JIS News

Story Highlights

  • Data from a study conducted by the Court Administration Division (CAD), involving 61,700 cases examined across parish courts islandwide, revealed that 83 per cent of cases were disposed of under 12 months.
  • The study, conducted over 37 months, began in September 2016 and lasted until December 2019.
  • Speaking at a recent national conference on Technology in the Justice Sector, Chief Justice, Bryan Sykes, said with the continued integration of technology in the Justice Sector, the Government will work towards addressing the 17 per cent of cases that take longer to be resolved.

Data from a study conducted by the Court Administration Division (CAD), involving 61,700 cases examined across parish courts islandwide, revealed that 83 per cent of cases were disposed of under 12 months.

The study, conducted over 37 months, began in September 2016 and lasted until December 2019.

Speaking at a recent national conference on Technology in the Justice Sector, Chief Justice, Bryan Sykes, said with the continued integration of technology in the Justice Sector, the Government will work towards addressing the 17 per cent of cases that take longer to be resolved.

“The parish courts are not as inefficient as we believe. Our time stamp is 24 months from entry to disposition. The real issue is with the 17 per cent, and that is where our efforts should be focused. So, with this new software slated to come on stream and assuming that it does what is required of it, and more importantly, the staff and the judges are comfortable with it and can use it, it should make an important difference,” Justice Sykes said.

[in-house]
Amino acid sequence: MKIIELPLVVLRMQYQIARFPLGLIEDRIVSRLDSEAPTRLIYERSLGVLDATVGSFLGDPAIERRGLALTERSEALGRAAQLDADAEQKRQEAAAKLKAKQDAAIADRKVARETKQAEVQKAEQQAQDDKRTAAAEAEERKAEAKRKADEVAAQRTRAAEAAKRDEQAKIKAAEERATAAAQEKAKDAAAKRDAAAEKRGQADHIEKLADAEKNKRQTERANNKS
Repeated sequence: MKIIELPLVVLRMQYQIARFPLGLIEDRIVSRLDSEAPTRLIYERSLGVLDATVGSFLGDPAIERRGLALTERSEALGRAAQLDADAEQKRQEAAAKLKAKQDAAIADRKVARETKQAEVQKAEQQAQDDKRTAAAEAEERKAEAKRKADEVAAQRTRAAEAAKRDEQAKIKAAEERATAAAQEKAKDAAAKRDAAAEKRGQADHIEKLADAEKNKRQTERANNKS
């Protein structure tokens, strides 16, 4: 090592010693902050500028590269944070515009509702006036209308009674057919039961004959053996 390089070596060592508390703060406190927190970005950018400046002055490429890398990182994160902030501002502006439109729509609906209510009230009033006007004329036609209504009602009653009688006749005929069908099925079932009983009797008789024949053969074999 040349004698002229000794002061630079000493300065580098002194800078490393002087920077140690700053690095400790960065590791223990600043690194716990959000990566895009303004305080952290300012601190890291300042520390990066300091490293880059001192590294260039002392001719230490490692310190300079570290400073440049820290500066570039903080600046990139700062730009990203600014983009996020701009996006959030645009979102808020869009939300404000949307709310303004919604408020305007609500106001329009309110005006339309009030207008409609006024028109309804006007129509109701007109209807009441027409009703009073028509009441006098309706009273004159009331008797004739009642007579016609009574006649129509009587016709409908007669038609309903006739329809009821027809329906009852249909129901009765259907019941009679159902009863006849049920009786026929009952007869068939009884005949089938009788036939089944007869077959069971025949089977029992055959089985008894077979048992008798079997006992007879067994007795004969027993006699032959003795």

The new case management system, which will be in all courts across the country, is expected to help optimise the operations of the courts.

Justice Sykes said one important area that the new system will assist in, is Case Weighting.

The process involves assigning a numerical value, otherwise known as a weighted credit, to specific types of cases that recognises the greater or lesser workload required for those cases compared to an average case.

Case weighting improves and simplifies the assessment of court workloads, allowing the correct allotment of time and resources to dedicate to each matter before the court.

“We are now getting into the weighting of cases, so we’ll be having different weights attached to different types of cases. This will be tied to, hopefully, an algorithm of some kind, so it can sort of work out a bit more precisely how long a case should take, depending on the various factors that you take into account that would affect that particular case,” Justice Sykes explained.

So far, multiple levels of the judiciary in the Court of Appeal, Supreme and Parish courts have been exposed to and trained in case management principles.

In addition to work already done to train and expose staff, sensitisation sessions are ongoing as well as the development of an internal education programme to explain what the system does, its potential and how to use it effectively.

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